Here’s a story about a different sort of baby…
About 18 months ago, I was working on a plan to bring coworking to the centre of Cardiff.* As part of the project, I was contacting and speaking to as many new businesses as I could find – which, I discovered, was actually quite a few – particularly in terms of creative and tech startups. That was the first eye opener – I’d not thought that there was such a thriving startup scene in Cardiff. The second eye opener was that incredibly busy people would, without fail, take the time to sit and have a coffee with me and share their ideas about coworking, and how it could benefit their businesses and Cardiff in general. I am really grateful for those folk who took the time to do this – I’ve met some amazing people over the last year, and I’ve learnt – and continue to learn – a huge amount. Thank you! The third eye opener was that there wasn’t a startup scene at all. Yes, I know, I just said there was – but bear with me, I’m not going mad (der) – the thing was, it became evident that actually there were an awful lot of startups here in Cardiff, but unless you went looking for them, you’d never know they were there. Not only that, but the support available for creative and tech startups was impossible to find and not that much use when you found it; despite the millions of pounds of government support supposedly available, the best help and advice was to be found on the CardiffStart Facebook group, curated by Neil Cocker, MD and founder of DizzyJam.
It was partly as a result of this that the Startup Social was born – a cunning plan by Gareth Jones to find all the creative and tech business startups hidden away in our city, and bring them together over beer, so they could make connections and offer mutual support to each other, as well as work out what Cardiff needed to make it more attractive to founders and investors. And it was at one of those Startup Socials that CardiffStart was properly born. A bunch of people, sitting around a table, lamenting the fact that Cardiff was not anywhere near living up to its potential as a startup hub – and DECIDING TO DO SOMETHING ABOUT IT. I remember the feeling of excitement as we talked about what we thought CardiffStart could offer, what it could become, and how we could get it going. The pictures below – they’re my notes from that first night!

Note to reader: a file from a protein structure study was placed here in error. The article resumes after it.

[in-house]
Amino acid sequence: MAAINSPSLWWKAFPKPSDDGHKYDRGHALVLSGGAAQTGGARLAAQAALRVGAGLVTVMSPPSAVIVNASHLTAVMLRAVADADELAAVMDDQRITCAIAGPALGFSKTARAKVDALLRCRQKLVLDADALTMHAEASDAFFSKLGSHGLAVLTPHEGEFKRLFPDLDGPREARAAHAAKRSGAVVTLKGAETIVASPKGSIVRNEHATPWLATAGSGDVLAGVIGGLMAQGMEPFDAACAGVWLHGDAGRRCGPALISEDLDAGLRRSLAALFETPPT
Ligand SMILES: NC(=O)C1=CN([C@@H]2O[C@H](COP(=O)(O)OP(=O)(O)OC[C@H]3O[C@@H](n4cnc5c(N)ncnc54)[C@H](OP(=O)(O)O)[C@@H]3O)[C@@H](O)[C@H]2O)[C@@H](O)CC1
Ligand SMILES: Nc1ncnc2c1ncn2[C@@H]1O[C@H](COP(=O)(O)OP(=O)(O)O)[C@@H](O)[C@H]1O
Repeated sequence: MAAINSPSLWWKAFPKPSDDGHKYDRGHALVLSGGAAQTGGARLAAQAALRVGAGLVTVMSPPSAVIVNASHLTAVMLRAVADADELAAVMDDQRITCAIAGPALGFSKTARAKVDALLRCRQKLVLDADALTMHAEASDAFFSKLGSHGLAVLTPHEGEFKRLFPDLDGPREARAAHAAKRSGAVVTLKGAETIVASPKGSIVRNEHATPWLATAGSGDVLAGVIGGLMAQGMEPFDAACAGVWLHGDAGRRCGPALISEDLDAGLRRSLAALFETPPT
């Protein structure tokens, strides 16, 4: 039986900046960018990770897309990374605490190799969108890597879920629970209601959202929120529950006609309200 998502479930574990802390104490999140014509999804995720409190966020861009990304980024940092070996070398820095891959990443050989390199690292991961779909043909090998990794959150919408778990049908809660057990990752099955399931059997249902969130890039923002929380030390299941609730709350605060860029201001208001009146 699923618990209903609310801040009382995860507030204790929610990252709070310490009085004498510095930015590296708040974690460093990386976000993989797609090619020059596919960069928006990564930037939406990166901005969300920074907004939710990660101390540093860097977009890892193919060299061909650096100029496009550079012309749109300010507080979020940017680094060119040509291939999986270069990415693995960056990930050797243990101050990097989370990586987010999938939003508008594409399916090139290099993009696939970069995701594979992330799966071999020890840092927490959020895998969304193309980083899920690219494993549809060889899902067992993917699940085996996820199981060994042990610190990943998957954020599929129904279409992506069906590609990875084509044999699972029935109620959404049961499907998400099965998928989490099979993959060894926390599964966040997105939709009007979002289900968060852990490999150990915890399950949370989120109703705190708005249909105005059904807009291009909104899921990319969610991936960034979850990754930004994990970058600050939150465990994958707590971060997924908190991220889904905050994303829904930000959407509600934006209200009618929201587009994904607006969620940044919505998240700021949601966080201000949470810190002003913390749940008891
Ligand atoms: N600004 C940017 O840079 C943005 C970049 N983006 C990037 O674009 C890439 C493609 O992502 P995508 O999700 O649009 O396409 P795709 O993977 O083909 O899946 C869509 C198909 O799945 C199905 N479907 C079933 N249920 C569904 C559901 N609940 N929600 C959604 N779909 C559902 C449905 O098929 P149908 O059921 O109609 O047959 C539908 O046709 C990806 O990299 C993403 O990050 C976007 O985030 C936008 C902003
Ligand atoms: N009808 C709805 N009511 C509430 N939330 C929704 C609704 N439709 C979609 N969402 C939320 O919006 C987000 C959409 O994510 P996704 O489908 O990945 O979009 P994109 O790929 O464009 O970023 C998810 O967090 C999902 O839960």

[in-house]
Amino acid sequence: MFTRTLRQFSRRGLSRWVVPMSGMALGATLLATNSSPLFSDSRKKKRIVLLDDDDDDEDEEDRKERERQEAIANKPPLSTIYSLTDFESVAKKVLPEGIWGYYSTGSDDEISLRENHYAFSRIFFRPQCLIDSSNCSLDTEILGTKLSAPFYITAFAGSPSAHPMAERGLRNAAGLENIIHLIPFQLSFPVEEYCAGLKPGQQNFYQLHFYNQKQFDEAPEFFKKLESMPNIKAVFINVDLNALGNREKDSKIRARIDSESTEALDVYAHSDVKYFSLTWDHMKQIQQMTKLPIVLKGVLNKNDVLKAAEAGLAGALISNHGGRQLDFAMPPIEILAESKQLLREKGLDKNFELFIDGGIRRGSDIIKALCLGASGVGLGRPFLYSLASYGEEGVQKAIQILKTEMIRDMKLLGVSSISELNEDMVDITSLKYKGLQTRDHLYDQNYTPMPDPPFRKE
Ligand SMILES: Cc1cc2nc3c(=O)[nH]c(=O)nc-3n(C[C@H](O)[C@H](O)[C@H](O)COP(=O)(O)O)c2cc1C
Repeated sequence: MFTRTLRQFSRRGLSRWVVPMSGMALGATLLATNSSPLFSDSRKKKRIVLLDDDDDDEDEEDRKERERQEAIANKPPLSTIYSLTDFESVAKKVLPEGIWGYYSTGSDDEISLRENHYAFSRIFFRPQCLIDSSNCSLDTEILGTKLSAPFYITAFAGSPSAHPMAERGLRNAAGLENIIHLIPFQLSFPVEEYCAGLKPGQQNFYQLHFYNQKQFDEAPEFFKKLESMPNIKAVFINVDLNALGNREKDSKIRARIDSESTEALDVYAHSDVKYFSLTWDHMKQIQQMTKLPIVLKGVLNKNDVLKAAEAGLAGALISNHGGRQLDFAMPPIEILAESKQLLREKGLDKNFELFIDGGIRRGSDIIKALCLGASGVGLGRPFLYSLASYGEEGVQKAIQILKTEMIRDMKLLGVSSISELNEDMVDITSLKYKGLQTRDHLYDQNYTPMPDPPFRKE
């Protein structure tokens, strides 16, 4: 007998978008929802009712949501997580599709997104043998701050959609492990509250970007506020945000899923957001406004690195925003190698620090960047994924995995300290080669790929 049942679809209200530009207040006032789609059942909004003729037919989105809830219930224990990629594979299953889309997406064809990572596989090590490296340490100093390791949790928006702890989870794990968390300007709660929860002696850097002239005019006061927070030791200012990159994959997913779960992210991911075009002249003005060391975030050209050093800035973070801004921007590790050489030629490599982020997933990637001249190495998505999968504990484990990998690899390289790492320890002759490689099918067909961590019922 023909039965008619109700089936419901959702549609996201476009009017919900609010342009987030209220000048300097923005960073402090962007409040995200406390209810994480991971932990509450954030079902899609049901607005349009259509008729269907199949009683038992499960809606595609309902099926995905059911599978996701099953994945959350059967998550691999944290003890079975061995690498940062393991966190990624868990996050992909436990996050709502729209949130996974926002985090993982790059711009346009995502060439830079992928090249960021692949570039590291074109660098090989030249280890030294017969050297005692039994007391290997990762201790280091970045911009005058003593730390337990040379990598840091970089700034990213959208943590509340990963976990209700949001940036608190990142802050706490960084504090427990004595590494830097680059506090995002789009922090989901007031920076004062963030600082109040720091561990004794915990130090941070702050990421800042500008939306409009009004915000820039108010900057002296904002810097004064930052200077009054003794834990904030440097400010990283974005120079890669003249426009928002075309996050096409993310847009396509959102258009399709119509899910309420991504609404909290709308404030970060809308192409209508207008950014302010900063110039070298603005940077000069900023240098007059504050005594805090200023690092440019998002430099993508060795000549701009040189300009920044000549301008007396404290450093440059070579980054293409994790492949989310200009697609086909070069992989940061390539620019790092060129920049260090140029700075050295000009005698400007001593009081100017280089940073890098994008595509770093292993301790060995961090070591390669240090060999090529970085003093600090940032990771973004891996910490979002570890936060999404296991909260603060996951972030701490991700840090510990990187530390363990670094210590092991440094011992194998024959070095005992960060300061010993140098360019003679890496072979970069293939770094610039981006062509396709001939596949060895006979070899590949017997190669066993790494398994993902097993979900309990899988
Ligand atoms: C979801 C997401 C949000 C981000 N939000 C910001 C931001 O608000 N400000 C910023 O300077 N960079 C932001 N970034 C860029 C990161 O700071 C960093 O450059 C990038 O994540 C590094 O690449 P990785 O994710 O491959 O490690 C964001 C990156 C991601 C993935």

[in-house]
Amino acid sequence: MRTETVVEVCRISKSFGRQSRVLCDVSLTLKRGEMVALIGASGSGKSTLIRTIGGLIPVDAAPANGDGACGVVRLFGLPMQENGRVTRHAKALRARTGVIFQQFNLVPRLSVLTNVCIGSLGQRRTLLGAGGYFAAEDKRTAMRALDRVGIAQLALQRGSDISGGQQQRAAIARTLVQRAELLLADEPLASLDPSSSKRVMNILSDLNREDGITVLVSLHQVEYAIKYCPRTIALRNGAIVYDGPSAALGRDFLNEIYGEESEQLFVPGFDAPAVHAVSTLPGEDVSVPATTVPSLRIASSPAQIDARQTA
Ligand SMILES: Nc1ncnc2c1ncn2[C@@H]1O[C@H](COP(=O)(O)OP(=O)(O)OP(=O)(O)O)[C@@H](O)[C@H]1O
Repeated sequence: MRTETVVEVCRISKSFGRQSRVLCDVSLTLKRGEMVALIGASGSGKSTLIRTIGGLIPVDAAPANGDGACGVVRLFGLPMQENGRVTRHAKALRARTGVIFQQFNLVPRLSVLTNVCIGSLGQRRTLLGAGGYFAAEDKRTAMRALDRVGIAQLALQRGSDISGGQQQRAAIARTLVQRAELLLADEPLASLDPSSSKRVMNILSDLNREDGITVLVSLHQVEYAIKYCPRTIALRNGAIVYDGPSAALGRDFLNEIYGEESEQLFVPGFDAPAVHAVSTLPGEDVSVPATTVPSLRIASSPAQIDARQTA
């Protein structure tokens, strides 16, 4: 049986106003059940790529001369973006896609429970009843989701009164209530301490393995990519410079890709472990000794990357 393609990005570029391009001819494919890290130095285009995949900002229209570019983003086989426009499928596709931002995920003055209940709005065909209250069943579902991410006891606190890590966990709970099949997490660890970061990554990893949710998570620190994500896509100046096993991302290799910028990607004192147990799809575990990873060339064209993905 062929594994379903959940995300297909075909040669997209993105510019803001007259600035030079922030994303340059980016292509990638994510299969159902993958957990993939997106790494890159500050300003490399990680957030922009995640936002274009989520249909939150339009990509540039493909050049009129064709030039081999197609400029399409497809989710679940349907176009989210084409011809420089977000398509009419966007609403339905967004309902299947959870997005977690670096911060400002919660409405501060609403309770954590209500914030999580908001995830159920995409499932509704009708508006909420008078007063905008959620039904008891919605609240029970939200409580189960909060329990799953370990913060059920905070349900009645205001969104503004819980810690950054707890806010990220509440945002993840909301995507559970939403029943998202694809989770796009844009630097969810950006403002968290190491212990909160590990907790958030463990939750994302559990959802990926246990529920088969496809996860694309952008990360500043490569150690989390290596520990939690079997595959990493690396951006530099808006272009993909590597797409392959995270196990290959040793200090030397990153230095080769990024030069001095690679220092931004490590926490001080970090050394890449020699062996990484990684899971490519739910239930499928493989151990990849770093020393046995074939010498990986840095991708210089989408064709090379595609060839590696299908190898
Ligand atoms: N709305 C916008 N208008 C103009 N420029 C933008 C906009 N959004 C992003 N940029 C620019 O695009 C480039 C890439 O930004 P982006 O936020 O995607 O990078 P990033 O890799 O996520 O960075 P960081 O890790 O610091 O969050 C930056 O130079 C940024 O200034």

Since then, there’ve been hackdays, brainstorms, steering group meetings, more hackdays – and a whole bunch of people and businesses sharing their time, space, expertise and contacts for free. The end result is that CardiffStart is now an officially incorporated Community Interest Company; it’s secured some funding; it’s been picked up by the national press; it’s got a website at CardiffStart.com, and it’s also the home of Cardiff Collective, a fab tool for connecting people who can offer, or who are looking for, advice on just about any aspect of business.
Today saw the first proper CardiffStart event in City Hall – a day of workshops, speedpitching and networking, attended by a couple of hundred people. I was jealously following on #cdfstartlaunch for most of the day because of work commitments – I did manage to make the official launch speechy bit though – and looking around the room, listening to everyone there absolutely buzzing with potential and excitement, was just brilliant. The best bit is, this is only the beginning for CardiffStart – it will go on to offer real support and engagement, and ultimately, I am convinced, will help Cardiff fulfil its economic potential over the next generation.
I have to say, I felt really, really proud to be in at the conception of this baby 🙂